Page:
So with the Sound of Music tour behind us, Cheryl and I planned to take in a little history of the region by visiting the the Kehlsteinhaus or Eagle’s Nest (NOT to be confused with the Hawks Nest which is the bar we go to in Seattle before Seahawks games). Eagle’s Nest sits atop Kehistein Mountain 2,522 m (8,274 ft) in the Berchtesgaden Alps. Eagle’s Nest is part of the Obersalzberg complex built high above Berchtesgaden, Germany that was used as the southern headquarters for Hitler and his senior staff and included the sophisticated bunker system, residences, including Hitler’s residence known as Berghof. Eagle’s Nest was intended to be a place for Hitler to entertain visiting dignitaries, but he rarely visited the site as he was afraid of heights. Anyway, I had signed us up for a tour with Eagle’s Nest Tours, which was a highly, highly rated small group tour to Eagle’s Nest.
Cheryl and I ate another fabulous breakfast in our hotel. And speaking of our hotel in Salzburg. Oh. My. God. The building was an old converted residence that included amazing antiques, beautiful staircases and wonderful staff. Our room was simply perfect with an incredible view to the old town and the Fortress of Salzburg. In addition, the nearby church rang its bells every day starting at 7 and throughout the day until 8 or 9 at night. It could not have been any better.
Anyway, we set out for the bus station and jumped on the 840 bus to Berchtesgaden. The bus took us on virtually the same route we had traveled the day before to Anif (to see the Anif Water Castle). And then we realized what idiots we were. The bus continued on for another 10 minutes and took right past Marktschellenberg, the location for the MEADOW. Are you kidding me. Cheryl and I spent more than an hour driving narrow little, windy hairpin turn roads to get from Mondsee to Marchteschellengberg and all we had to do was drive another 10 mintues past Anif that morning and we would have been here. Good grief! What an idiot I am! In retrospect, I should have mapped out all of the stops on Google Earth and I could have saved us a lot of time instead of relying on Garmin. Oh well, we still had those “fabulous” memories of trying to find the dag blasted place….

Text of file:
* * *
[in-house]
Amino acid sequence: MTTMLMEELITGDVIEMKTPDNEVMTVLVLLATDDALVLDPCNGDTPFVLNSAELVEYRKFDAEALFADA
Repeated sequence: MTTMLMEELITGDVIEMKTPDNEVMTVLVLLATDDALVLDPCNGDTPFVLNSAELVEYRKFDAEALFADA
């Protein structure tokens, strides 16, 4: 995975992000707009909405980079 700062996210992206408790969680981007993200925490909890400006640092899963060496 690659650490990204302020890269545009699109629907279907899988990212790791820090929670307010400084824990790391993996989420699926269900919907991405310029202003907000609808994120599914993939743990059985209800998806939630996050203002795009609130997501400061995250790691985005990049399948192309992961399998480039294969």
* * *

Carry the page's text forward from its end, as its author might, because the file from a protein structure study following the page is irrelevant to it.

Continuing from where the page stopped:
So the bus ride across the German border (no checkpoint) to Berchtesgaden was a quick 30 minute bus ride. The day was another warm one and by the time we got to Berchtesgaden at 11:00, we had to take off our coats and find some water. We checked in to the Eagle’s Nest tour office and then headed outside to walk up the hill to the little town. And just our luck … as we headed outside the sound of cow bells began ringing out. Christine (our tour guide for the day) immediately yelled at us to run and see the cows coming down from the mountain. We had no clue what this meant, but it turns out that for a few days a year the farmers bring their cows down from the mountain meadows to the lower pastures and we happened to hit one of the days. The farmers (spouses, kids, etc.) were all decked out in their tyrolian best, with drums sounding, bells ringing and cows …. well cows being cows parading through the streets to the pastures. The farmers did their best to move the cows along, but their was a lot of dilly dallying and various side activities (if you know what I mean). All in all pretty cool to see.
After the cows moved on, Cheryl and I crossed the street and headed to the old town of Berchtesgaden about a 10 minute hike up the hill. Now Berchtesgaden had your typical cobblestones and tyrolean style buildings, but quite frankly it did not do a lot for me. However, as we wandered around, we ran into another farm family hearding the cows right through the square. One of the proprietors of a nearby shop came out with platter of shot glasses (appeared to be Shnapps) and toasted the farmers with a shot. Very cool.
We spent about an hour and half wandering around and then headed back down the hill to the tour office, but not before we stopped at at cafe and bought the best stuffed prezel I have had (cheese and bacon). And speaking of meat, this country is absolutely meat crazy. These folks have never seen a food they could not stuff or layer with meat (and cheese for that matter). And I have yet to have a bad meal … if your a vegetarian I do not recommend visiting Austria unless you want to starve. Not a lot of choices on the menu that are veg.
Anyway, we reached the office and met up with the rest of the group, about 30 of us, which by the way is NOT a small group tour in my book. Nevertheless, we boarded the bus and began the tour. Christine turned out to be a fabulous tour guide and her experience, enthusiasm and insights justified the high rating of the tour. (I could even get over the fact I was on a tour bus with 30 other people … although it never ceases to amaze how inconsiderate people are in making you wait for them beyond the time to board a bus. One of many reasons why I loath tour groups.)
Once we boarded the bus, we headed up the mountain to “Security Zone 1” with Christine providing an amazingly succinct history of the construction of the Nazi residences, including Hitler’s residence at Bercroft, seizure of homes and land to secure the area, and Hitler’s love of the mother country (Austria -which is why he had his residence constructed to look directly at Salzburg in the valley below.)
Most of the homes were destroyed in the Allied bombings, but wasn’t destroyed by the Allies were later destroyed by the Germans. A few remnants remained here and there and some of the SS homes were completely intact, but for the most part Christine was merely pointing out sights and providing history, which was still absolutely fascinating.